No agreement in sight on EU budget

European Parliament 13/6/2013, Conference of Presidents. Martin Schulz President of the Parliament (first from right). (European Parliament photographic library).

European Parliament, 13/6/2013, Conference of Presidents. Martin Schulz President of the Parliament (first from right). (European Parliament photographic library).

In less than 24 hours the European Parliament answered in force a self-congratulating Press release issued by the Irish Presidency, falsely announcing a major breakthrough in the negotiations over the EU budgets for the next seven years. It’s about the Multiannual Financial Framework 2014-2020 that provides for the ceiling of the overall EU spending during this period. The Irish Presidency’s Press release almost reassured everybody that the matter was settled, an allegation which proved yesterday to be totally wrong.

The European Sting writer George Pepper insisted on 12 June that this cannot be like that. He actually wrote that, “This obvious neglect of basic reporting rules which goes as far as sidestepping of democratic principles (not a word on the other side’s positions) has become standard in Irish Presidency’s press releases, regarding the trilateral negotiations between the legislators, the Commission and the Council over the EU spending ceilings during the next seven years. It’s not the first time the Irish Presidency bullies the Parliament on this issue”.

What is at stake?

At this point it must be mentioned that over the past four months there are ongoing trilateral negotiations between the Parliament, the Commission and the Council over this MFF 2014-2020. Last February the European Council of the 27 leaders set the limit for the seven-year EU total spending at €960 billion, less than the previous MFF 2008-2013. It is the first time that the EU budget is proposed to be set at an inferior level than the previous one. On February 12 the European Parliament rejected the decision/proposal of the European Council, in a rare unanimity between its four major political parties. Actually the President of the legislative Martin Schulz stated then that he will never sign such an MFF. That marked the beginning of the negotiations.

As it turned out yesterday the Parliament’s Conference of Presidents (the President of Parliament and the political group chairmen), rejected once more the Council proposal, again in a rare unanimity of all major political parties. The relevant Press release stated that, “The Conference of Presidents is very disappointed that the Council’s reluctance to compromise has not yet allowed for an agreement on the MFF 2014 – 2020 to be reached. The European Parliament has already made far-reaching concessions, taking into account the difficult budgetary situation in the Member States, and is clearly showing its willingness to reach a reasonable deal”.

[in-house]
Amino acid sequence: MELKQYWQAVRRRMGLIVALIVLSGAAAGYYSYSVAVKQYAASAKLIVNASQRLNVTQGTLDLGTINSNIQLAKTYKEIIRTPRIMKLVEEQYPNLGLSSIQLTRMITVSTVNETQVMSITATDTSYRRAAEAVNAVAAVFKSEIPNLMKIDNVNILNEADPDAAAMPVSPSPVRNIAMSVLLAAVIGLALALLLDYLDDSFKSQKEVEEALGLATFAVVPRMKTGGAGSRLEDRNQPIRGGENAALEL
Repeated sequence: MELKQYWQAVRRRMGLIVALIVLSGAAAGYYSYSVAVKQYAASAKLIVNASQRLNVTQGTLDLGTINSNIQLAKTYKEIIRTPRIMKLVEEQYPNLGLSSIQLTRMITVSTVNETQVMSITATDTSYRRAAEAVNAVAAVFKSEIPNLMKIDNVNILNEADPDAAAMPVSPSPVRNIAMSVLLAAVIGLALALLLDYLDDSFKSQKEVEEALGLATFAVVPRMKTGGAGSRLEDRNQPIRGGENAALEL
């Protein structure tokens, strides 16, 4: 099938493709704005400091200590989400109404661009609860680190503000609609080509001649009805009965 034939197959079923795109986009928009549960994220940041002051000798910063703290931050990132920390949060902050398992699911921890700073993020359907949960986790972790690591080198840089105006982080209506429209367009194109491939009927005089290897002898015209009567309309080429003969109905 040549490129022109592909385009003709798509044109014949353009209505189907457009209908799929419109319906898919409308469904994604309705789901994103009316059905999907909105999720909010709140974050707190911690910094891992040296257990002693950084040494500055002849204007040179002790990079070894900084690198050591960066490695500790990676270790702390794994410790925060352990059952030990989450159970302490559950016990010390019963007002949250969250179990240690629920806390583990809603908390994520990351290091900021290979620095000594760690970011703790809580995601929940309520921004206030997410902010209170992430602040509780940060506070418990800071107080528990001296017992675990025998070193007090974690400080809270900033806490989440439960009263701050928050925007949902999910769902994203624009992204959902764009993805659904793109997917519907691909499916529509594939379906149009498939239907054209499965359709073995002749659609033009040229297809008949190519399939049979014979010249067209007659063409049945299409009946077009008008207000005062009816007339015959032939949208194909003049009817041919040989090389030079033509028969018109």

This is a direct blow to the Irish Presidency of the Council. It was high time that someone taught those impertinent Irish a lesson. And the lesson is directly addressed to the Deputy Irish Prime Minister and Minister for Foreign Affairs and Trade, Eamon Gilmore TD and the Minister of State for European Affairs, Lucinda Creighton, who conduct those negotiations on behalf of the Council.

Frozen negotiations

In the substance of the matter the Parliament appears quite frustrated with the attitude of the Council. The Conference of Presidents notes that it’s not at stake only the proper financial means of the Union during the next seven years. There are unpaid bills from the 2012 budget and together with the predicted deficit of 2013 the total amount to be covered this year reaches €11,2bn.

In detail the Conference of Presidents once more confirmed that:
“- without a convincing guarantee from the Council to agree on budgeting the full additional amount of €11.2 billion requested by the European Commission in its Draft Amending Budget no.2 to enable payment of the Union’s bills for the current year,
– without true flexibility for commitments and payments across headings and across years to allow the use of the full amounts foreseen for 2014 to 2020,
– without an obligatory revision clause making it possible to reassess the budgetary needs during the MFF period and adjust them, if necessary, allowing the newly elected European Parliament to play its role, and
– without a clear understanding on a viable way and timetable for the setting up of a true system of own resources for the European Union,
the necessary majority in Parliament to consent to the next MFF will not be achieved”.

In short the Parliament appears ready to hold this position, because reportedly the legislative has already made a step backwards by accepting the overall limit at €960bn. Unfortunately the Council doesn’t seem ready to make a respective move. Yet the Irish Presidency every time there is a discussion comes out with ‘triumphant’ Press releases announcing breakthrough agreement. Reality is far from that. The Parliament is not ready to forsake anything more. It’s the turn of the Council to make a contribution.

Advertising

Advertising

Advertising

Advertising